St. Patrick’s Day in 1897 |

St. Patrick’s Day in 1897

“Mr. Corbett, you’re afraid of my Robert, after all, there was never an Irishman who could stand up to a Cornishman.”

The taunts to heavyweight champion, James J. Corbett, came from one Rosie Fitzsimmons. Her Robert was Robert “Ruby Bob” Fitzsimmons, top contender for Corbett’s title for nearly two years. They called him “Ruby Bob” because of his bright red hair. He and Rosie were a team. He did the fighting, she did the managing.

The public demanded and finally got the fight. Corbett set the date for St. Patrick’s Day 1897.

It took place in Carson City, Nev., and was all that a title fight should be. In the first six rounds “Fitz” took quite a drubbing, coming off the canvas and having his nose split wide open.

As the fight wore on, the tide began to turn. In the 14th round with Rosie urging him to “hit ‘im in the slats, Bobby, in the slats.” Bob obliged his wife and caught Corbett with his famed solar plexus punch followed by a crashing left hook.

When the referee finished counting, Ruby Bob and Rosie had secured not only the grandest prize in sport, but the heart of Cornwall for all time.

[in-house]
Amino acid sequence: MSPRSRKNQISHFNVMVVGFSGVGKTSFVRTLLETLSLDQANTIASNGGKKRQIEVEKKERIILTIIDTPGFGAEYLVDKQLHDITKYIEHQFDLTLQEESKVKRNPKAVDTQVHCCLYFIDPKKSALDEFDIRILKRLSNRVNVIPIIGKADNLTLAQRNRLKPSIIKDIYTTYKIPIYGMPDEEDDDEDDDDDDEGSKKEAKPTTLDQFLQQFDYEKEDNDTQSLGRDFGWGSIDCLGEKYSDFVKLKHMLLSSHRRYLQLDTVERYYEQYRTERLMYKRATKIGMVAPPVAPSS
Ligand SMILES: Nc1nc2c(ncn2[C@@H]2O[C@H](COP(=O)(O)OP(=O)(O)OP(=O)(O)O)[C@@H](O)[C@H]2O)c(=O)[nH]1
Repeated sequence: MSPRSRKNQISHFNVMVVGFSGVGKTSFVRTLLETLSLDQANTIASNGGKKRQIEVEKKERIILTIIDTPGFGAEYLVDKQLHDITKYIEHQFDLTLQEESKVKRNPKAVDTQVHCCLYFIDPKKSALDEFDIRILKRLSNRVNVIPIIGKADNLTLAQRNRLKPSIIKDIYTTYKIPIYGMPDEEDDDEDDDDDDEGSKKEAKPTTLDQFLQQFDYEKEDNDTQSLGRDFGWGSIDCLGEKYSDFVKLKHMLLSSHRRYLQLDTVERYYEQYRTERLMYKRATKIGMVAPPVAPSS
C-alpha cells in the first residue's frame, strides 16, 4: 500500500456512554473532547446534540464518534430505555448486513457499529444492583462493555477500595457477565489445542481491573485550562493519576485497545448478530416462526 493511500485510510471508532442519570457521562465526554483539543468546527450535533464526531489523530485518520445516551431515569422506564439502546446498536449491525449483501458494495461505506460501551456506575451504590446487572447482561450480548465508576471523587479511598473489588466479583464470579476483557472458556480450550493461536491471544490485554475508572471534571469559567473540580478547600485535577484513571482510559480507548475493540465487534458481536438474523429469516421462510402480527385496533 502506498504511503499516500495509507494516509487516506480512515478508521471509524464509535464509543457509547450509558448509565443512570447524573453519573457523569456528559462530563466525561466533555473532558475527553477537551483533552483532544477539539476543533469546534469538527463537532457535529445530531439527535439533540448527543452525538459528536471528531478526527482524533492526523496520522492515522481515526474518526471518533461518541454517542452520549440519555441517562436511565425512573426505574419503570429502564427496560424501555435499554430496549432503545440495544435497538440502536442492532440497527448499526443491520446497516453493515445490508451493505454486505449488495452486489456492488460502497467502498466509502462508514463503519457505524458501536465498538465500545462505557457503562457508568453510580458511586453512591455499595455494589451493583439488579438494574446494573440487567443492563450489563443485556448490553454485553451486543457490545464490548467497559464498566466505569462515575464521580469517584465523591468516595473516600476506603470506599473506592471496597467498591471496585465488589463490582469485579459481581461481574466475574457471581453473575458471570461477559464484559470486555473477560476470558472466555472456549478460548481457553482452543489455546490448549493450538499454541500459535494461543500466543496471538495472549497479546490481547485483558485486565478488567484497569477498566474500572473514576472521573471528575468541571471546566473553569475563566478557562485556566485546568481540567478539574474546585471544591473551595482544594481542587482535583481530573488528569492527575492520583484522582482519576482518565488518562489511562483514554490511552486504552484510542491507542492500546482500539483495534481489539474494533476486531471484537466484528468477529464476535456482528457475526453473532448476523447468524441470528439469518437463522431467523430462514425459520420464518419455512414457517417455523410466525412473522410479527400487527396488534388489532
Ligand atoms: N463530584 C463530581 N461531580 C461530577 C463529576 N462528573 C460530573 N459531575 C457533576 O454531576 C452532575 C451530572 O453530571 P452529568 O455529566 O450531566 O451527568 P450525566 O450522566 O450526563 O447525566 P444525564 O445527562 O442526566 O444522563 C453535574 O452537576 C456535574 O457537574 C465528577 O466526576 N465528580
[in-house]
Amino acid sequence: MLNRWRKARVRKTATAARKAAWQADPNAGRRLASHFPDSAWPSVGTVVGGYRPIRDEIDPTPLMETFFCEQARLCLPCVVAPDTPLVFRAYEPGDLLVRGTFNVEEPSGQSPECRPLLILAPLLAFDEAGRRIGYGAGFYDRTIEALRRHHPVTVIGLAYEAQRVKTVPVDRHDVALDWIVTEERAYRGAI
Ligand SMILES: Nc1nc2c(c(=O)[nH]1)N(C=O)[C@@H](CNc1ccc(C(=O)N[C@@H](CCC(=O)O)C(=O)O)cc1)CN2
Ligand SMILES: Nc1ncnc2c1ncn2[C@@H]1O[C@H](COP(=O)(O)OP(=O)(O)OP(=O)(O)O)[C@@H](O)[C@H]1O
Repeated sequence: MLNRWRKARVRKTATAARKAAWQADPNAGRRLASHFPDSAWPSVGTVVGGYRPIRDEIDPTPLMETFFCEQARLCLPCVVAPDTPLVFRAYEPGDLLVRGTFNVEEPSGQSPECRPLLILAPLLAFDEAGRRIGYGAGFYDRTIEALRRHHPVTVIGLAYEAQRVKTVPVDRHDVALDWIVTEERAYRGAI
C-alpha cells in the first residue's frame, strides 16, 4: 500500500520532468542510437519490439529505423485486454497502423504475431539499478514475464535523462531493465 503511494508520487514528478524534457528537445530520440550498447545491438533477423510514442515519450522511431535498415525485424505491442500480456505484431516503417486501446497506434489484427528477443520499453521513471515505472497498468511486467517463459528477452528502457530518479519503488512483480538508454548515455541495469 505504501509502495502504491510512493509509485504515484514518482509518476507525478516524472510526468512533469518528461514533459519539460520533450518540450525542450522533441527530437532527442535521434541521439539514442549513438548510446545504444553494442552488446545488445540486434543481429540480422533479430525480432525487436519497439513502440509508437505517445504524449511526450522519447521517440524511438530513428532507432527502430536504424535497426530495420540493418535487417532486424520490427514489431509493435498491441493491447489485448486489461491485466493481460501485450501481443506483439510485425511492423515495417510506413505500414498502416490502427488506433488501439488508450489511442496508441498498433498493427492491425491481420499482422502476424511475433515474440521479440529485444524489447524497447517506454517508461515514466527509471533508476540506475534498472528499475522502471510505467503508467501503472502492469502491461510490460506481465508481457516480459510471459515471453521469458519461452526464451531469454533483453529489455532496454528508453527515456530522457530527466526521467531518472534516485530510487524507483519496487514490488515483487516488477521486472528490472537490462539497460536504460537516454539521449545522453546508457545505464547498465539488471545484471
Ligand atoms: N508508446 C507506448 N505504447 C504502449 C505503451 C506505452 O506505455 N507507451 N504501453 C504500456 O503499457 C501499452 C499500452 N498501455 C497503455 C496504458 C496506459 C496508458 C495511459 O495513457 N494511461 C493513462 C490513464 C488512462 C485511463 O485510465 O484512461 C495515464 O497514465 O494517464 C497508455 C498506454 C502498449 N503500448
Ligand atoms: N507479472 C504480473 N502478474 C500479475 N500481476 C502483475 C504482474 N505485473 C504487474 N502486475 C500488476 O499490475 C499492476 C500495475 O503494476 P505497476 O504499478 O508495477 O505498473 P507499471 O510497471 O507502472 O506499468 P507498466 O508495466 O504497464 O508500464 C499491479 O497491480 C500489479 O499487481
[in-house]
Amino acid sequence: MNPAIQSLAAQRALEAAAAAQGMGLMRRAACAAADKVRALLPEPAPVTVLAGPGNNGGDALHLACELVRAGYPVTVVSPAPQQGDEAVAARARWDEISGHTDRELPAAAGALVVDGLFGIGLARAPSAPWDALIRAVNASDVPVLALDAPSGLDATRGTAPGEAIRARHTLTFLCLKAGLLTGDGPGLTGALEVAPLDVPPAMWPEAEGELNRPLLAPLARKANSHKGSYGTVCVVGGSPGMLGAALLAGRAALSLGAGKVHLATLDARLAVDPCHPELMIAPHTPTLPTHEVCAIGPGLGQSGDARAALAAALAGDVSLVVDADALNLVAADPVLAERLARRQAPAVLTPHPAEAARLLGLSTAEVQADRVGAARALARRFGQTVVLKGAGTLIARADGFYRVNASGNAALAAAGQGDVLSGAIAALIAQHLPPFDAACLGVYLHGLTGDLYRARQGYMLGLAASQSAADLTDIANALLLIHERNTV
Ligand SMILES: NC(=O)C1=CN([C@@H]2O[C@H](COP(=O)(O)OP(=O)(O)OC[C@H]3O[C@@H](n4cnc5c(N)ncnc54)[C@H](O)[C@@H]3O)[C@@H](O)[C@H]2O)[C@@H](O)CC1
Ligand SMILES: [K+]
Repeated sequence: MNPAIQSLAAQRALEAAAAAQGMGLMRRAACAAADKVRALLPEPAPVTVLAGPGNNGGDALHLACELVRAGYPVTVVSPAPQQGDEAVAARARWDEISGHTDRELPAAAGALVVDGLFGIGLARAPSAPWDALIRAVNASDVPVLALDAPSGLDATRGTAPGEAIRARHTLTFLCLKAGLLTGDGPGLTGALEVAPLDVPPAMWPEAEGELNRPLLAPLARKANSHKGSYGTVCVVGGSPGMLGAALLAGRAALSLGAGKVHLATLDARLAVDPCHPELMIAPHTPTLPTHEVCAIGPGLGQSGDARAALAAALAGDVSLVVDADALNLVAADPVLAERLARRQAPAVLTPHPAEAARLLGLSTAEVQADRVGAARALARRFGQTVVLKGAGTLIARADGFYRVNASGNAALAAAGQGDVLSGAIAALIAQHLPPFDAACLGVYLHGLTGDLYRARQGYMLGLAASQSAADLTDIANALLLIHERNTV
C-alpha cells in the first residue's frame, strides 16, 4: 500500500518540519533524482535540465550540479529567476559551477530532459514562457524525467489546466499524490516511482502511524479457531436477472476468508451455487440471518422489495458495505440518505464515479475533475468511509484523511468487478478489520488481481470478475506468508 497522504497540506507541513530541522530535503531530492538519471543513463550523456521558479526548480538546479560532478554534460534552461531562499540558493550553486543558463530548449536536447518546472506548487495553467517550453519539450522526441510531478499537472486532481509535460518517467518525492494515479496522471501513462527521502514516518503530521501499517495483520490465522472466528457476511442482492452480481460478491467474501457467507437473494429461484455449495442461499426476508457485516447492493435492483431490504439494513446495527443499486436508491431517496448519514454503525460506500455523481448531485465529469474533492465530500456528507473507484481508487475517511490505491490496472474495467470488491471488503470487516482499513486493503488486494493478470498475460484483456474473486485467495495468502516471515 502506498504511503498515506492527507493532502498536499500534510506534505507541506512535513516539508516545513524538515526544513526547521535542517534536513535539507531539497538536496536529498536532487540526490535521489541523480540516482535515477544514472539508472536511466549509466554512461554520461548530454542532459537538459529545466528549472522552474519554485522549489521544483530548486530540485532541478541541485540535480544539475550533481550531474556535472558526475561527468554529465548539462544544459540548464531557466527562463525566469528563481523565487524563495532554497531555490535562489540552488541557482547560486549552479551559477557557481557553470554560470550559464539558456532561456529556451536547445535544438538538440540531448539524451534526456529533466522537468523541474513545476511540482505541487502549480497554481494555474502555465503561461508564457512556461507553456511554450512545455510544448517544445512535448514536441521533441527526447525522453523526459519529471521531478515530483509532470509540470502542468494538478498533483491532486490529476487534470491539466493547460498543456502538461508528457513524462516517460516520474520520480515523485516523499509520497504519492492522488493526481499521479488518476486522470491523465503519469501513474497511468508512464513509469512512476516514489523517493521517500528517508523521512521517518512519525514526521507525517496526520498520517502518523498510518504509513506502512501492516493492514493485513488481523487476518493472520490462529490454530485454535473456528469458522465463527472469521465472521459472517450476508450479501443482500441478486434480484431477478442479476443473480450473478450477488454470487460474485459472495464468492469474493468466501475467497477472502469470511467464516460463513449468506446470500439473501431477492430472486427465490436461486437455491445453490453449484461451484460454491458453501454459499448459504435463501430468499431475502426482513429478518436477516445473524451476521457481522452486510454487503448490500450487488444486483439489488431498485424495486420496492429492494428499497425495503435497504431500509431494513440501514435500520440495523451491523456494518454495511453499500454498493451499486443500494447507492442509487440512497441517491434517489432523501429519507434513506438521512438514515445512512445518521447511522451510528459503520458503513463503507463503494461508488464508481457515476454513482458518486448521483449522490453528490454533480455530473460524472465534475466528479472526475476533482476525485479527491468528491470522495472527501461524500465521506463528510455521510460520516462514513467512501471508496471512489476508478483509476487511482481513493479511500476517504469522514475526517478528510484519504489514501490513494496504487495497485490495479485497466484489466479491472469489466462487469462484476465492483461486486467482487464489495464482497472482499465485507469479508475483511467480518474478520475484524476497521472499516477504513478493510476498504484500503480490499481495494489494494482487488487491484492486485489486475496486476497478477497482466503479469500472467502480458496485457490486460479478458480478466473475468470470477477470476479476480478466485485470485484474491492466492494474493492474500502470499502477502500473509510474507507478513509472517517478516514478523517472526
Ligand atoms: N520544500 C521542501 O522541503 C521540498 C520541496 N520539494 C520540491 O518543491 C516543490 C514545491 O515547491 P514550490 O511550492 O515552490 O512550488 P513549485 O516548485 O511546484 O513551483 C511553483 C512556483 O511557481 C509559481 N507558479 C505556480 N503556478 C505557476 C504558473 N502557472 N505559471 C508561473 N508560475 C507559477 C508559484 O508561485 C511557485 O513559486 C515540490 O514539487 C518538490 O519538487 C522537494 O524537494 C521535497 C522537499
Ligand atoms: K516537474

Happy St. Patrick’s Day.

A.C. Peterson

Grass Valley

Support Local Journalism

Support Local Journalism

Readers around Grass Valley and Nevada County make The Union’s work possible. Your financial contribution supports our efforts to deliver quality, locally relevant journalism.

Now more than ever, your support is critical to help us keep our community informed about the evolving coronavirus pandemic and the impact it is having locally. Every contribution, however large or small, will make a difference.

Your donation will help us continue to cover COVID-19 and our other vital local news.


Start a dialogue, stay on topic and be civil.
If you don't follow the rules, your comment may be deleted.

User Legend: iconModerator iconTrusted User